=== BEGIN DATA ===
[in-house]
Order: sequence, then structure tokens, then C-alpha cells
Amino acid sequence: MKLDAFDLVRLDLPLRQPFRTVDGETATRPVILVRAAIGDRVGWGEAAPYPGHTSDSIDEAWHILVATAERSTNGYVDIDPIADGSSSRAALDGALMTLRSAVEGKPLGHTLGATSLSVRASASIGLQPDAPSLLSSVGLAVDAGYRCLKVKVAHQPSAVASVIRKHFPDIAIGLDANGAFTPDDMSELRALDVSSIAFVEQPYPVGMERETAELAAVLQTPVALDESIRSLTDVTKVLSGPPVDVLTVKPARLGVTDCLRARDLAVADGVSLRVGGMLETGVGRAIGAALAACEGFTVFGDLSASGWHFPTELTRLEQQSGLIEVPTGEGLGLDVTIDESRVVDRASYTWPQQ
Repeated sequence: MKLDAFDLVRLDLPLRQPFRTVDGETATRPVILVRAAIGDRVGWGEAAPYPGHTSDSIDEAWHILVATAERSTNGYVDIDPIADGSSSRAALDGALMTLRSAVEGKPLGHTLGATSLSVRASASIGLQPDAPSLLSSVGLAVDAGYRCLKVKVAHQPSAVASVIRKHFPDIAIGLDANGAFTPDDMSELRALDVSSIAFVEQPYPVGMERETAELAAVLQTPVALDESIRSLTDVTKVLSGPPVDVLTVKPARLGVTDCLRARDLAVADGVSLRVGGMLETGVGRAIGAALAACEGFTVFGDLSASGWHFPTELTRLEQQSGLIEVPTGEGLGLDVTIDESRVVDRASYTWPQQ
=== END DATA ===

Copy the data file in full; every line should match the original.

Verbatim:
[in-house]
Order: sequence, then structure tokens, then C-alpha cells
Amino acid sequence: MKLDAFDLVRLDLPLRQPFRTVDGETATRPVILVRAAIGDRVGWGEAAPYPGHTSDSIDEAWHILVATAERSTNGYVDIDPIADGSSSRAALDGALMTLRSAVEGKPLGHTLGATSLSVRASASIGLQPDAPSLLSSVGLAVDAGYRCLKVKVAHQPSAVASVIRKHFPDIAIGLDANGAFTPDDMSELRALDVSSIAFVEQPYPVGMERETAELAAVLQTPVALDESIRSLTDVTKVLSGPPVDVLTVKPARLGVTDCLRARDLAVADGVSLRVGGMLETGVGRAIGAALAACEGFTVFGDLSASGWHFPTELTRLEQQSGLIEVPTGEGLGLDVTIDESRVVDRASYTWPQQ
Repeated sequence: MKLDAFDLVRLDLPLRQPFRTVDGETATRPVILVRAAIGDRVGWGEAAPYPGHTSDSIDEAWHILVATAERSTNGYVDIDPIADGSSSRAALDGALMTLRSAVEGKPLGHTLGATSLSVRASASIGLQPDAPSLLSSVGLAVDAGYRCLKVKVAHQPSAVASVIRKHFPDIAIGLDANGAFTPDDMSELRALDVSSIAFVEQPYPVGMERETAELAAVLQTPVALDESIRSLTDVTKVLSGPPVDVLTVKPARLGVTDCLRARDLAVADGVSLRVGGMLETGVGRAIGAALAACEGFTVFGDLSASGWHFPTELTRLEQQSGLIEVPTGEGLGLDVTIDESRVVDRASYTWPQQ